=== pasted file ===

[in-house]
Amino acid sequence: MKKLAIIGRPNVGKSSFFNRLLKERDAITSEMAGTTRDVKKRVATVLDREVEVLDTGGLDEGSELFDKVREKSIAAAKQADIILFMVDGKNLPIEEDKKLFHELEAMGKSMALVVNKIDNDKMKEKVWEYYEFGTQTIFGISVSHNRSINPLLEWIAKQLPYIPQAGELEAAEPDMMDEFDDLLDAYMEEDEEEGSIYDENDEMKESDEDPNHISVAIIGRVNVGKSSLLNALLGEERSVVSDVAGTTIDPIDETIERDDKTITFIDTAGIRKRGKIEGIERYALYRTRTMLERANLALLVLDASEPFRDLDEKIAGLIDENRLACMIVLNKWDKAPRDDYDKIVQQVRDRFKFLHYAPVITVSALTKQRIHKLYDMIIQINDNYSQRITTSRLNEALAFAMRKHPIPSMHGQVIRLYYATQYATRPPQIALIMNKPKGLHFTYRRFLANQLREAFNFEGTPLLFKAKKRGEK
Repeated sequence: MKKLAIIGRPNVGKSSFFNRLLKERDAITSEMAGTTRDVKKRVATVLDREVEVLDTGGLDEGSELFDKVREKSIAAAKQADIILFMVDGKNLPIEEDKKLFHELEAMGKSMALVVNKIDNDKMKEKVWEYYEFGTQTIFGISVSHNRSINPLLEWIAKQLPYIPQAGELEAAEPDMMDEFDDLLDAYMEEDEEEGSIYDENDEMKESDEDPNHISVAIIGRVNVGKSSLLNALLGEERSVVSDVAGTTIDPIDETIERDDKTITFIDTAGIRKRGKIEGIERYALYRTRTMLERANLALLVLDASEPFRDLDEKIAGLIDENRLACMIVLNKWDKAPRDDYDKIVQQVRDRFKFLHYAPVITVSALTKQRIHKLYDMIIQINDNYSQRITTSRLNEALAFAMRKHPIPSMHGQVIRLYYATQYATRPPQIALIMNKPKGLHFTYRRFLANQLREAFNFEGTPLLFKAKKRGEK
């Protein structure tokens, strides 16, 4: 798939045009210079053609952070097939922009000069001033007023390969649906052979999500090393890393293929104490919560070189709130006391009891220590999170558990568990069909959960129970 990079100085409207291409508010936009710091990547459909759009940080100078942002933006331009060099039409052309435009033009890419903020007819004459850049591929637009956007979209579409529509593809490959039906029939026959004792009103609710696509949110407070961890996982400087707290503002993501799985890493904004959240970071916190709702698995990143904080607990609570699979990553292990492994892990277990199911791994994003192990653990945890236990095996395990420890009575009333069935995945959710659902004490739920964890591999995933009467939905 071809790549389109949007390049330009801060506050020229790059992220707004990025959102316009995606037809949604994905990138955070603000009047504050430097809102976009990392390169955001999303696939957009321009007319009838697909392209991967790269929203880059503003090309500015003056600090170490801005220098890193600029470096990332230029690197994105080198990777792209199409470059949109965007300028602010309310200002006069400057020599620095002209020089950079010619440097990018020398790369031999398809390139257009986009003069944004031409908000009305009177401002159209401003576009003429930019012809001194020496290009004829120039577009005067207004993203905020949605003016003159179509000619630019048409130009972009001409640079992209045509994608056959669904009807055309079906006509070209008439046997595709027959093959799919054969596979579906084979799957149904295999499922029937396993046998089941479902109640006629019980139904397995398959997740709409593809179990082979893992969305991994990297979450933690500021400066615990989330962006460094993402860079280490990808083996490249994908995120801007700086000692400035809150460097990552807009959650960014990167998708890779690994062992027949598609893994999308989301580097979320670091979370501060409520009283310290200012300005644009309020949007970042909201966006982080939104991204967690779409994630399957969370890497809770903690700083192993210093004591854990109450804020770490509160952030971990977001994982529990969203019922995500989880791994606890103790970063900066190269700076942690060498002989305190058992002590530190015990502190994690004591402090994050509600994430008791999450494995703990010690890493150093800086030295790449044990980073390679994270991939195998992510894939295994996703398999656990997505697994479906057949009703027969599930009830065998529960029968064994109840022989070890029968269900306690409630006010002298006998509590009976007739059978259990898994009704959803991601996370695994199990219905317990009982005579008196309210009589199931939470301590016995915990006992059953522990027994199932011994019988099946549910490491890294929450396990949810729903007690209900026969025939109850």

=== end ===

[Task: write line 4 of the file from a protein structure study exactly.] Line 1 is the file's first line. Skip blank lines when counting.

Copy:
């Protein structure tokens, strides 16, 4: 798939045009210079053609952070097939922009000069001033007023390969649906052979999500090393890393293929104490919560070189709130006391009891220590999170558990568990069909959960129970 990079100085409207291409508010936009710091990547459909759009940080100078942002933006331009060099039409052309435009033009890419903020007819004459850049591929637009956007979209579409529509593809490959039906029939026959004792009103609710696509949110407070961890996982400087707290503002993501799985890493904004959240970071916190709702698995990143904080607990609570699979990553292990492994892990277990199911791994994003192990653990945890236990095996395990420890009575009333069935995945959710659902004490739920964890591999995933009467939905 071809790549389109949007390049330009801060506050020229790059992220707004990025959102316009995606037809949604994905990138955070603000009047504050430097809102976009990392390169955001999303696939957009321009007319009838697909392209991967790269929203880059503003090309500015003056600090170490801005220098890193600029470096990332230029690197994105080198990777792209199409470059949109965007300028602010309310200002006069400057020599620095002209020089950079010619440097990018020398790369031999398809390139257009986009003069944004031409908000009305009177401002159209401003576009003429930019012809001194020496290009004829120039577009005067207004993203905020949605003016003159179509000619630019048409130009972009001409640079992209045509994608056959669904009807055309079906006509070209008439046997595709027959093959799919054969596979579906084979799957149904295999499922029937396993046998089941479902109640006629019980139904397995398959997740709409593809179990082979893992969305991994990297979450933690500021400066615990989330962006460094993402860079280490990808083996490249994908995120801007700086000692400035809150460097990552807009959650960014990167998708890779690994062992027949598609893994999308989301580097979320670091979370501060409520009283310290200012300005644009309020949007970042909201966006982080939104991204967690779409994630399957969370890497809770903690700083192993210093004591854990109450804020770490509160952030971990977001994982529990969203019922995500989880791994606890103790970063900066190269700076942690060498002989305190058992002590530190015990502190994690004591402090994050509600994430008791999450494995703990010690890493150093800086030295790449044990980073390679994270991939195998992510894939295994996703398999656990997505697994479906057949009703027969599930009830065998529960029968064994109840022989070890029968269900306690409630006010002298006998509590009976007739059978259990898994009704959803991601996370695994199990219905317990009982005579008196309210009589199931939470301590016995915990006992059953522990027994199932011994019988099946549910490491890294929450396990949810729903007690209900026969025939109850």